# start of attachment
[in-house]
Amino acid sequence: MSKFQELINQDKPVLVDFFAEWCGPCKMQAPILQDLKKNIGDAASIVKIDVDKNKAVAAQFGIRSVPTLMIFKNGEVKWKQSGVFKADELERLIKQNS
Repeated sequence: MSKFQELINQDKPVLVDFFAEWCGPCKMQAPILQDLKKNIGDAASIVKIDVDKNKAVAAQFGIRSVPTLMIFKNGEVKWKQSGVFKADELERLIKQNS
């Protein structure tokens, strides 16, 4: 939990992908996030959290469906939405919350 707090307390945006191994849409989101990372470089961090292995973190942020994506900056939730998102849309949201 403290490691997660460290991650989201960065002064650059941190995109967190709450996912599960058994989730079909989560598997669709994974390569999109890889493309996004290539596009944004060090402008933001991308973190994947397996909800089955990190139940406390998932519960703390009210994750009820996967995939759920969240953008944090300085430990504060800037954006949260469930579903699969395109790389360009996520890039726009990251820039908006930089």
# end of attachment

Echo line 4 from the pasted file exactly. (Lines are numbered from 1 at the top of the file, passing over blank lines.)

């Protein structure tokens, strides 16, 4: 939990992908996030959290469906939405919350 707090307390945006191994849409989101990372470089961090292995973190942020994506900056939730998102849309949201 403290490691997660460290991650989201960065002064650059941190995109967190709450996912599960058994989730079909989560598997669709994974390569999109890889493309996004290539596009944004060090402008933001991308973190994947397996909800089955990190139940406390998932519960703390009210994750009820996967995939759920969240953008944090300085430990504060800037954006949260469930579903699969395109790389360009996520890039726009990251820039908006930089």